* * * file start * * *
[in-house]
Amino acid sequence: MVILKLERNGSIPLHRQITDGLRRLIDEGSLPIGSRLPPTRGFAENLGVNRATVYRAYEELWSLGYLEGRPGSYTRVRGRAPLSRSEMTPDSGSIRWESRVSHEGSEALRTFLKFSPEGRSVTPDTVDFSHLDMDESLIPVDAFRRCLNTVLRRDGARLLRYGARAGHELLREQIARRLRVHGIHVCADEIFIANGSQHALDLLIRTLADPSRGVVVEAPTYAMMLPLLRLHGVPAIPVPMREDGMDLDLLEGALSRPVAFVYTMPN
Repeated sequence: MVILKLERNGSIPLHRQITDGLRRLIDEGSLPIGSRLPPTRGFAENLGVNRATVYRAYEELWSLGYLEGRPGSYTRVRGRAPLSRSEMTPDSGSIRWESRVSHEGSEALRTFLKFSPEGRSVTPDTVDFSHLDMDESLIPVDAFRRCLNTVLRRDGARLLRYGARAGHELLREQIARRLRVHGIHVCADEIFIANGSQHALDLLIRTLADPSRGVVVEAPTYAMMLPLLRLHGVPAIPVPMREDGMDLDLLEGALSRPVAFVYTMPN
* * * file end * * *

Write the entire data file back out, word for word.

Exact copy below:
[in-house]
Amino acid sequence: MVILKLERNGSIPLHRQITDGLRRLIDEGSLPIGSRLPPTRGFAENLGVNRATVYRAYEELWSLGYLEGRPGSYTRVRGRAPLSRSEMTPDSGSIRWESRVSHEGSEALRTFLKFSPEGRSVTPDTVDFSHLDMDESLIPVDAFRRCLNTVLRRDGARLLRYGARAGHELLREQIARRLRVHGIHVCADEIFIANGSQHALDLLIRTLADPSRGVVVEAPTYAMMLPLLRLHGVPAIPVPMREDGMDLDLLEGALSRPVAFVYTMPN
Repeated sequence: MVILKLERNGSIPLHRQITDGLRRLIDEGSLPIGSRLPPTRGFAENLGVNRATVYRAYEELWSLGYLEGRPGSYTRVRGRAPLSRSEMTPDSGSIRWESRVSHEGSEALRTFLKFSPEGRSVTPDTVDFSHLDMDESLIPVDAFRRCLNTVLRRDGARLLRYGARAGHELLREQIARRLRVHGIHVCADEIFIANGSQHALDLLIRTLADPSRGVVVEAPTYAMMLPLLRLHGVPAIPVPMREDGMDLDLLEGALSRPVAFVYTMPN